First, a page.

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Claude DEBUSSY (1862-1918)
Préludes Première Livre (1909-10) [39:50]
Préludes Deuxième Livre (1912-13) [37:14]
Pièce pour l'oeuvre du “Vêtement du blessé“ (1915) [1:27]
Christopher Howell (piano)
rec. 2018-2020, Studios of Griffa & Figli s.r.l., Milan, Italy
DA VINCI CLASSICS C00424 [78:42]

Christopher Howell has wisely eschewed providing detailed analytical notes for the two Books of Claude Debussy’s remarkable Préludes. Instead, he gives an interesting strategy for listening to them. This is based on approaching the entire cycle without reference to the “traditional” titles of each Prélude. This tactic is especially recommended to anyone who has not heard this music before. Howell proposes that the listener note the impression made on them during an “innocent ear” hearing. For the titles are not really titles at all: these are not character pieces written to evoke a predefined landscape, character or weather feature. In fact, the composer’s words or short phrase suggest “what the music might have expressed”. In other words, the image was supplied after each Prélude was completed or at least drafted. It is understood that Debussy and his daughter Chouchou discussed each number at the piano and debated the “literary or impressionistic” labels. Alas, once these “after-titles” are known, they colour subsequent hearings. Howell wonders if it might even be possible for those of us who know these Préludes well to clear our minds and ask ourselves “what does the music suggest?” As readers of this review will note, I am unable to do this. Fifty years is a long time to break a habit.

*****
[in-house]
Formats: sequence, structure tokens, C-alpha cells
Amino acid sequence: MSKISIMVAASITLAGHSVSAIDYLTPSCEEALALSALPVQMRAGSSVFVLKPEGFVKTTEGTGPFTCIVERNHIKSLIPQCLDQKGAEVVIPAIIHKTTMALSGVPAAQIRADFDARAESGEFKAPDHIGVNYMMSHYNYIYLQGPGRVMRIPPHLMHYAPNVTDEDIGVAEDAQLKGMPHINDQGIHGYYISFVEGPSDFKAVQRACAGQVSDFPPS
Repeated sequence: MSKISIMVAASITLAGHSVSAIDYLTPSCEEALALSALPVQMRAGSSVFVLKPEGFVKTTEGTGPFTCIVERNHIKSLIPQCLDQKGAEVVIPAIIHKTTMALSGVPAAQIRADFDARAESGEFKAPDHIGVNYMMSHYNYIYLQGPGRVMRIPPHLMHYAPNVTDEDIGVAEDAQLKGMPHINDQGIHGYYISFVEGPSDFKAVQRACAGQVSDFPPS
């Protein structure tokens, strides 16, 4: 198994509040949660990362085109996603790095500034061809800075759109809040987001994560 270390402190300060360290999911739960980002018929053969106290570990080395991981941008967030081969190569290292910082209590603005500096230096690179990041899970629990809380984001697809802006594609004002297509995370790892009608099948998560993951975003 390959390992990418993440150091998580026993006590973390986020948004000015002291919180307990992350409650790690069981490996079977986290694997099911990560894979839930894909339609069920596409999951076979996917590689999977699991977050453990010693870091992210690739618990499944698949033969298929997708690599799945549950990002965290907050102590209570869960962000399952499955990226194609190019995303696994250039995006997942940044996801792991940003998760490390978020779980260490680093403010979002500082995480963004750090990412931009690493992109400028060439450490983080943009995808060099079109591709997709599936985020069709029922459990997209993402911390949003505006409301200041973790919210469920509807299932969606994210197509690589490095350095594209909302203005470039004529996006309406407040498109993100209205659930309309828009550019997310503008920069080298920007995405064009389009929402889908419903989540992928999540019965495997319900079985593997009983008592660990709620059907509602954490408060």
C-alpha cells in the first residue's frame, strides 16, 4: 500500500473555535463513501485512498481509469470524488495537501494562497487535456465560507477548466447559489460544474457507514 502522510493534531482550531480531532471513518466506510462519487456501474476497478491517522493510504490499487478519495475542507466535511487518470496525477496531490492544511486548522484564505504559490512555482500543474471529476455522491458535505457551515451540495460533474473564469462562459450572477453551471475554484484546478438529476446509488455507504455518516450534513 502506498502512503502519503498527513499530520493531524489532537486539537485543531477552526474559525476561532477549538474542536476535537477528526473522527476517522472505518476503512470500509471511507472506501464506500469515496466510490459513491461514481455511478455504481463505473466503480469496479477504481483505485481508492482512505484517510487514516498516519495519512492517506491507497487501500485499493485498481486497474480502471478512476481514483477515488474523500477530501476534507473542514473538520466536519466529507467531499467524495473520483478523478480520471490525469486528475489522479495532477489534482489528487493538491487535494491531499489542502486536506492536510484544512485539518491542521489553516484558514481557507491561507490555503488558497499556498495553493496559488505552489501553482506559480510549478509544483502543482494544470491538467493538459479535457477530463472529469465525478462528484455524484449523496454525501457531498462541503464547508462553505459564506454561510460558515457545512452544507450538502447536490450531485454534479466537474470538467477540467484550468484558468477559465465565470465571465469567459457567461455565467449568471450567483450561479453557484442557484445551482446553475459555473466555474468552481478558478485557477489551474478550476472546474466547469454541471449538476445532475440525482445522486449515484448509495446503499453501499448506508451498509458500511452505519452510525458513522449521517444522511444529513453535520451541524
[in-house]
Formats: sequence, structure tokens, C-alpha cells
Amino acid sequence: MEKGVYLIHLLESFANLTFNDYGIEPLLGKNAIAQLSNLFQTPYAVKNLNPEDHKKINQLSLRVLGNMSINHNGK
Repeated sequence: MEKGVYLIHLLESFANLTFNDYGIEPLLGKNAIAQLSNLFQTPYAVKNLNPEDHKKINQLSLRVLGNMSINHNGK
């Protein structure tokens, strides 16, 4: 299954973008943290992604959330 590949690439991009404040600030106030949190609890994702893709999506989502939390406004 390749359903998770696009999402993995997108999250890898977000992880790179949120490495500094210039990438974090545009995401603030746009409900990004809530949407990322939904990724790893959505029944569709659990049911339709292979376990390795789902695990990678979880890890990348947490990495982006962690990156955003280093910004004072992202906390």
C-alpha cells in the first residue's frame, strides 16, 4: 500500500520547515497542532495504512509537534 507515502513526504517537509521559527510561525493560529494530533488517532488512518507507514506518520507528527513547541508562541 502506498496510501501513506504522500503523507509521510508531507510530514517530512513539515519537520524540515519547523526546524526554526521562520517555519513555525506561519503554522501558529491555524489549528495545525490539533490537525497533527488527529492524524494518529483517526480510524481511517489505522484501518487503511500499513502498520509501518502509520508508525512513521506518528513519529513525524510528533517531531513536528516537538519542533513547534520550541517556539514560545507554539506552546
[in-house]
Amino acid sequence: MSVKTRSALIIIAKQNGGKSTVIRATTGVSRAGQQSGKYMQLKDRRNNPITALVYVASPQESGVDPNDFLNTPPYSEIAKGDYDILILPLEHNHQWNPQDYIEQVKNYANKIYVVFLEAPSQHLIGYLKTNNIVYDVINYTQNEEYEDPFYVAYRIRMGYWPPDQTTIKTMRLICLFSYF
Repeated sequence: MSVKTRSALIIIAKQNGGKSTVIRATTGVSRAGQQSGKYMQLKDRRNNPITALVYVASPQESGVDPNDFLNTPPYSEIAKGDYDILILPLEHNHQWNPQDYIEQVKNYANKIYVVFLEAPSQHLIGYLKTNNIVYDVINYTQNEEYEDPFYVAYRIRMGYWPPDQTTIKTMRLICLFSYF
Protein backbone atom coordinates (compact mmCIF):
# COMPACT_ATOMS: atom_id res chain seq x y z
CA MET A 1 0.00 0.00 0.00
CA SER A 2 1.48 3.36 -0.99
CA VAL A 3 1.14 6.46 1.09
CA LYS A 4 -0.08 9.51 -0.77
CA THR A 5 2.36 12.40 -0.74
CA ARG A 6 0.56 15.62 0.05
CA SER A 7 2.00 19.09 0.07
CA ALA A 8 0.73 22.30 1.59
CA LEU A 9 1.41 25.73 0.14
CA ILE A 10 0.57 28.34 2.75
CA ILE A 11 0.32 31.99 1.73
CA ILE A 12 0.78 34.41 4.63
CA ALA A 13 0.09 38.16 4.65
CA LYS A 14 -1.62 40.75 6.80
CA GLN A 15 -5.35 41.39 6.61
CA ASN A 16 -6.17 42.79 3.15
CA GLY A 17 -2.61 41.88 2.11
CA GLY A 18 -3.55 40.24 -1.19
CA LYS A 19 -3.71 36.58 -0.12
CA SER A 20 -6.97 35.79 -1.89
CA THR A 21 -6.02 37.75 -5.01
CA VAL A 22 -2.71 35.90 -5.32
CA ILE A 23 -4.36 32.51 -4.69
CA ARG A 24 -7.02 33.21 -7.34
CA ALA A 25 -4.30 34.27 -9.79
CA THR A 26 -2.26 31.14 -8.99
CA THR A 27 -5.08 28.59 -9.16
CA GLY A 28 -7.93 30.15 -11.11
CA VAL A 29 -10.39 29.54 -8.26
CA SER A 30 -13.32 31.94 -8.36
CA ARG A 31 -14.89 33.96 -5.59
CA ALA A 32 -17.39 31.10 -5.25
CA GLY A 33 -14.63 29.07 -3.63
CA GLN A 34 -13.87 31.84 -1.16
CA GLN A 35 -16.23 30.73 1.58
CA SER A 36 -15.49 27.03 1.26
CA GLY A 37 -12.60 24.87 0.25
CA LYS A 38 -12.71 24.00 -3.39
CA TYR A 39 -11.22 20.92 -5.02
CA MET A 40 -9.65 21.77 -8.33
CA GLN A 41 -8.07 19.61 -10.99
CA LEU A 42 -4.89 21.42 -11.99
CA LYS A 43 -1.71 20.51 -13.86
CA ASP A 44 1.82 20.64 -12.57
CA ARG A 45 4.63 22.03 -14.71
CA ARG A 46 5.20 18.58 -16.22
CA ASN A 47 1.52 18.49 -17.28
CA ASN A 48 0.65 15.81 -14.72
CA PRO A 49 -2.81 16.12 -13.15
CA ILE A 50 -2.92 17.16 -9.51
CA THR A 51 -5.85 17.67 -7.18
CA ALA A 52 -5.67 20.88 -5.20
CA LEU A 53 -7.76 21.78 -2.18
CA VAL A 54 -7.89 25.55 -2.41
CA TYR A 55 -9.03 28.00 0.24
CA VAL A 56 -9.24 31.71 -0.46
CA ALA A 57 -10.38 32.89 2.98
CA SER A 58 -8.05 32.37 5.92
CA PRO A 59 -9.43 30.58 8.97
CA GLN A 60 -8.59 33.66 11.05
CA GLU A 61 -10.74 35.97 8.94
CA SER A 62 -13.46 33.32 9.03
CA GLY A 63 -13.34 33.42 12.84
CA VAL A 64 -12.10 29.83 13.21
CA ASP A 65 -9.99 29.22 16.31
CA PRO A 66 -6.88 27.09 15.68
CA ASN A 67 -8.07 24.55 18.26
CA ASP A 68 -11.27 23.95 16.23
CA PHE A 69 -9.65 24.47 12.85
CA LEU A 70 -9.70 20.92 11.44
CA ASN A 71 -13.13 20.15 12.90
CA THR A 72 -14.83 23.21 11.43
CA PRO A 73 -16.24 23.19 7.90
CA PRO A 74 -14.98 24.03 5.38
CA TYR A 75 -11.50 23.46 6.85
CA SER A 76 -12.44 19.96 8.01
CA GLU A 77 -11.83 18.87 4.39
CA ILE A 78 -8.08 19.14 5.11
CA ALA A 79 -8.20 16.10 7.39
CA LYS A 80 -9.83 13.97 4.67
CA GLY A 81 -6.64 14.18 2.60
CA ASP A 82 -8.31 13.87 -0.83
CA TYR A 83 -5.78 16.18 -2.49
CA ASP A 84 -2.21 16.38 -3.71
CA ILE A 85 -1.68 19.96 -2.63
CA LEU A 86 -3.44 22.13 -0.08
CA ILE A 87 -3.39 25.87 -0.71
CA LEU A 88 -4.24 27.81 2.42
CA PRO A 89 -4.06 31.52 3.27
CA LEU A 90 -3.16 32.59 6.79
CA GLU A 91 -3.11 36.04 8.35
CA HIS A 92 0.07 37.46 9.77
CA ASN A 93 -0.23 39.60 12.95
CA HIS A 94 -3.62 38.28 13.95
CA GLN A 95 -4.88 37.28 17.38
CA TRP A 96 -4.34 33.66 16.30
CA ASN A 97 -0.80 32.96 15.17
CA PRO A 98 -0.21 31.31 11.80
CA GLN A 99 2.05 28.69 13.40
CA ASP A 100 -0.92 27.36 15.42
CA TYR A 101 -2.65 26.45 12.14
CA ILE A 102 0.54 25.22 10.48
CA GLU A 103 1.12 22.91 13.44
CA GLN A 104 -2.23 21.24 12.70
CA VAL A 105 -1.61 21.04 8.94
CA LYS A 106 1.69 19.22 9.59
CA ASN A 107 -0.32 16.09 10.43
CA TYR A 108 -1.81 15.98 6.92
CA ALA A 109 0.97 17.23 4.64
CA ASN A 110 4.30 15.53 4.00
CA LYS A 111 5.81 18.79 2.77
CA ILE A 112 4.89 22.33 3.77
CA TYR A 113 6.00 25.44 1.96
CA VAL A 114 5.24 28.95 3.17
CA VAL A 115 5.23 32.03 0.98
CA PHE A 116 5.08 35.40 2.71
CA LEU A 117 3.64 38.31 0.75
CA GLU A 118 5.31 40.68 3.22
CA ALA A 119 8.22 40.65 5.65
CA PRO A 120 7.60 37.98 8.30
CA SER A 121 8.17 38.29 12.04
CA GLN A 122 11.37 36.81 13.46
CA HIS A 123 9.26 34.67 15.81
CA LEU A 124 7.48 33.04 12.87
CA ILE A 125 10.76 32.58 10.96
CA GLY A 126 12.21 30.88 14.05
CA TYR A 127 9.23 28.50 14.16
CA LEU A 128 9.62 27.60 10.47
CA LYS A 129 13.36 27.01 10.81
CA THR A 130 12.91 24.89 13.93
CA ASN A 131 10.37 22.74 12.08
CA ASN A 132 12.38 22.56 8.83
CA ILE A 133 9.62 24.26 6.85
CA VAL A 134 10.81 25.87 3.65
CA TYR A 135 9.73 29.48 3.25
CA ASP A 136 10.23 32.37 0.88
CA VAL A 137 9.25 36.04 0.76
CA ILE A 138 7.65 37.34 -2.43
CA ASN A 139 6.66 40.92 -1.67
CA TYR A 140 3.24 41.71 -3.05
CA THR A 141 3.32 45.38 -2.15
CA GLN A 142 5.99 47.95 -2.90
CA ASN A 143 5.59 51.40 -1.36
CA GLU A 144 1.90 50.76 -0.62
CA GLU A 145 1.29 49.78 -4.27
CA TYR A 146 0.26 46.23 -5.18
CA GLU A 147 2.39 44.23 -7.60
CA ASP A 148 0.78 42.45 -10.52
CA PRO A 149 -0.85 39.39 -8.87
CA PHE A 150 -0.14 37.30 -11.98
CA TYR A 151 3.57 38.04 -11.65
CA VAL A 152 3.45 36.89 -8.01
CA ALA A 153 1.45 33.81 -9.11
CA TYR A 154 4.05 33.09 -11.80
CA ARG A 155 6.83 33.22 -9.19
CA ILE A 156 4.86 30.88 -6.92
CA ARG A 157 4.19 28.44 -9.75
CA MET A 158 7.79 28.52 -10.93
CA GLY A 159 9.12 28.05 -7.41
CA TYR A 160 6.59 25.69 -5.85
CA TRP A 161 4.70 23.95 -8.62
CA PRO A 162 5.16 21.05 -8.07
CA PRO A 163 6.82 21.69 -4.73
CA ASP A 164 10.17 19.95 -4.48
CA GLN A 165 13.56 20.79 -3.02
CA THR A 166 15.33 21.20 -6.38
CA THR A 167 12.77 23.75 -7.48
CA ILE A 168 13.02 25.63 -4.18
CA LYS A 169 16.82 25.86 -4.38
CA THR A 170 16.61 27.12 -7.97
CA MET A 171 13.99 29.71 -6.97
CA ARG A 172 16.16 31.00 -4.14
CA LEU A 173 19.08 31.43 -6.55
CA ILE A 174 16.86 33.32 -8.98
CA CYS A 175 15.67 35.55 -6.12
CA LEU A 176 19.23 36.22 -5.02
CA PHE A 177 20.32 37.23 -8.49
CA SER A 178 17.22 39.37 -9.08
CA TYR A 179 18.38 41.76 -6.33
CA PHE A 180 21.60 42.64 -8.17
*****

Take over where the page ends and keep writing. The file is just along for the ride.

Another important point: Debussy did not insist that both sets of Préludes be played together, or even as a single Book at a time. He considered that they were uneven and of varying quality. We may disagree with the maestro! Most recitalists will play selections or maybe select an entire Book for performance. It is only on disc that they are typically issued complete.

So, each listener will have their own way of approaching this disc. Once a year, I sit down with the piano score and through-listen to each book – with a tea break in-between. I guess other people will pick out their favourites. If they are Classic FM listeners, this may be the ubiquitous The Girl with the Flaxen Hair. Through-listening is fine, but I think one must keep an eye on the titles (notwithstanding Howell’s dictum) and have the odd time out.

On first hearing a new recording of the Préludes, I usually pick one example from each book to get a general impression of the playing. Firstly, I listen to the Sérénade interrompue from Book I and then Les tierces alternées from Book II. Despite what is said above about ignoring the titles, I cannot help picturing an old guitarist in some sequestered square in Spain. He muses on old love affairs, long forgotten dances, and is perhaps roused by a sly comment from a passing schoolboy. It has been suggested that this piece was a “sketch” for Iberia from Images. Does Howell hit the spot? The answer is Yes. It is the changes of mood that do it for me. And it does remind me of a sultry day in Spain, where alas I have not been for two years thanks to Covid.